Flings: Stories by Justin Taylor


What are your flings?

Synopsis of Flings by Justin Taylor:  In a new suite of powerful and incisive stories, Justin Taylor captures the lives of men and women unmoored from their pasts and uncertain of their futures.
A man writes his girlfriend a Dear John letter, gets in his car, and just drives. A widowed insomniac is roused from malaise when an alligator appears in her backyard. A group of college friends try to stay close after graduation, but are drawn away from—and back toward—each other by the choices they make. A boy’s friendship with a pair of identical twins undergoes a strange and tragic evolution over the course of adolescence. A promising academic and her fiancée attempt to finish their dissertations, but struggle with writer’s block, a nasty secret, and their own expert knowledge of Freud.

From an East Village rooftop to a cabin in Tennessee, from the Florida suburbs to Hong Kong, Taylor covers a vast emotional and geographic landscape while ushering us into an abiding intimacy with his characters, Flings is a commanding work of fiction that captures the contemporary search for identity, connection, and a place to call home.

My two cents

What a refreshing read! These 12 short stories highlighting the feeling of uncertainty, of drifting, of the question mark that is life. The vignettes are of ordinary, common people -- no superstars here, just superstars in their own little circles, or in their own minds.

I try to capture these pithy stories in a few sentences:

Flings: A recollection of university life, in all its glory and stupidity and vulnerability ... until many many years later, and the reality of life sets in. You can never really recapture the past. Nor should you try to.

Sungold: It all starts with a hapless young man needing to wear an ugly mushroom mascot suit to in an attempt to market a rather bad fastfood restaurant. Then he meets a smart, spunky Polina who doesn't quite fit into the mould of the airheady sexy waitresses ... and things take an upturn.

A Talking Cure: A university couple, with all their PhD know-all and all their talk, decide that their sex lives need a little excitement. And does that "something" work?

Adon Olam: Two childhood friends but one dies of cancer. But the friend has a twin, and sometimes I wonder if he should've died instead. A story about grieving a friendship in childhood, with far-reaching impacts into adulthood.

After Ellen: Poor Ellen. Her boyfriends just ups and goes, no warning. This is what is running through his mind as he takes off. And this what happens after Ellen.

Mike's Song: A man has a "date" with his two adult children to watch a concert. He can't help but marvel about how grown-up his kids are, or the tender feelings he feels towards them. Especially when the band starts playing the song they dubbed as his. 

Poets: They were both poets, and they met in grad school. She loved him, but he was an asshole. They reconnect years later, she with a book of poetry, he with novel ...  with lives lived between them

Carol, Alone: At seventy-two, Carol muses about how she hates growing old. It sucks on so many levels.

Saint Wade: Wade turns babysitter to his waitress neighbour's little daughter. He's a saint in the kid's eyes. Especially since he buys the Flintstones vitamins, not the cheap generic ones.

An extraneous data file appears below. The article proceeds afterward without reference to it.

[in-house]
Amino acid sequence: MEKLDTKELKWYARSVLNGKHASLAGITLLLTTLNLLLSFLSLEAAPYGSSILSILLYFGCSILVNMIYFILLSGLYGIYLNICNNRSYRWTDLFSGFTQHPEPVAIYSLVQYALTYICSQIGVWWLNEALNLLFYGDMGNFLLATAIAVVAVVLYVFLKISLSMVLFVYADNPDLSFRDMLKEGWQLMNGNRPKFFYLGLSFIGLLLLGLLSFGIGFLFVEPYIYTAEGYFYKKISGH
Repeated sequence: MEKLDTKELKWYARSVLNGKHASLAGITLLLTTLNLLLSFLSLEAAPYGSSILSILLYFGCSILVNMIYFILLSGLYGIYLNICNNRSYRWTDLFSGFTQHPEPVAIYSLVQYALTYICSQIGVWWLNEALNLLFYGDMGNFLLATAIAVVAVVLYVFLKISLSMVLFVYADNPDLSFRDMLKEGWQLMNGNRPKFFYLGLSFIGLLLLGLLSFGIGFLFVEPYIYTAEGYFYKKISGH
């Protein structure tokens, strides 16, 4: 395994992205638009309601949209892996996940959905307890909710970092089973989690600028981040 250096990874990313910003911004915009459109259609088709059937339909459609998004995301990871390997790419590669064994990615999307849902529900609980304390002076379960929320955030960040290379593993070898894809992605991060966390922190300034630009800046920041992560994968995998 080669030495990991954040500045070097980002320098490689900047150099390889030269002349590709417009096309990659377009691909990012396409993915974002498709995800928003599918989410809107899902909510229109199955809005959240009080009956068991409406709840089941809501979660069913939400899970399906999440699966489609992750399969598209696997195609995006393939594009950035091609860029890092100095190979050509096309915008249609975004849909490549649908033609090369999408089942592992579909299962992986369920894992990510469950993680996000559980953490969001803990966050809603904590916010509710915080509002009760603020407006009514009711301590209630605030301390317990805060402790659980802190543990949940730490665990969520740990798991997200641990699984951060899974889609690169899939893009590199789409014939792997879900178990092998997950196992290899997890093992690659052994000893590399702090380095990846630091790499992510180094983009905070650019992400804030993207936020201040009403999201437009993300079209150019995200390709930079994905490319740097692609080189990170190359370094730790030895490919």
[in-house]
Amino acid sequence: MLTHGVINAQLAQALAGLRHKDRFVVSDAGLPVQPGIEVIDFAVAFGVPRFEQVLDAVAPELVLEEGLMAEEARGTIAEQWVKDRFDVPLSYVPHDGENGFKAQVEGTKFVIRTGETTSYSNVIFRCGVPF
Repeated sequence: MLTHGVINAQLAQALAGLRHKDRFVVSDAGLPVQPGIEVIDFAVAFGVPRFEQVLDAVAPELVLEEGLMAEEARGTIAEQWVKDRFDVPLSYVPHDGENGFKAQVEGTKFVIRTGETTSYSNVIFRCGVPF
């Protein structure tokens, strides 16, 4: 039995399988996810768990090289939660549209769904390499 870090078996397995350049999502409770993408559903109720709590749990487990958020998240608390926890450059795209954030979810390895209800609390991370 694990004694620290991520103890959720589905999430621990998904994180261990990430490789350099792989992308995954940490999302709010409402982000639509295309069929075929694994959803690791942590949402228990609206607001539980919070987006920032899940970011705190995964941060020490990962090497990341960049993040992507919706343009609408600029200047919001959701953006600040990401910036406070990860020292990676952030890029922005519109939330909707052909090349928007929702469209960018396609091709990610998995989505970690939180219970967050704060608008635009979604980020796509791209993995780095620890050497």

A Night Out: Just a night out for Candi, which ends up in a drugged haze, in bed of someone called Caleb. But the days must march on ...

The Happy Valley: A romp through Hong Kong - complete with travelogue and tastes of durian - Danielle's second home.

Gregory's Year: Is it finally Gregory's year? Will he finally become the rockstar he set out to be? Probably not. But who the heck cares?

***

If I'd read this in my 20s I know I would totally fangirl Justin Taylor. So much angst, and the fascination with sex. Being older - ehem - I guess I will still fangirl ;) I thought these stories were pretty special: Taylor is able to get into people's minds and express their feelings and struggles so well. So although the people featured don't seem to be anything special, it's the mundane quality of their stories that makes them shine in their relatability.

These are stories about the flings we all have in life -- the many people we meet and become attached to, the dreams and passions we pursue --  and then we let go, we move on.

Verdict: Oh-so-relatable vignettes of common people, their mundane-ness capturing the "flings" we all have in life. A tight collection of short stories and an author to expect more great things from!


Justin Taylor

About Justin Taylor 

Justin Taylor is the author of the story collection Everything Here Is the Best Thing Ever and the novel The Gospel of Anarchy. He lives in New York City.

Connect with Justin through his website and on Twitter @my19thcentury.

I received a copy of this book from the publisher via TLC Book Tours in order to participate in this tour. Don't forget to check out the rest of the tour here.

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4 comments

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    1. This was fantastic! Hope you get a chance to get a copy!

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  2. I forget how much I enjoy short stories until I come across a book like this - I can't wait to read it!

    Thanks for being a part of the tour. I'm featuring your review on TLC's Facebook page today.

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    1. I definitely recommend this one, Heather. Thanks for having me!

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© guiltless readingMaira Gall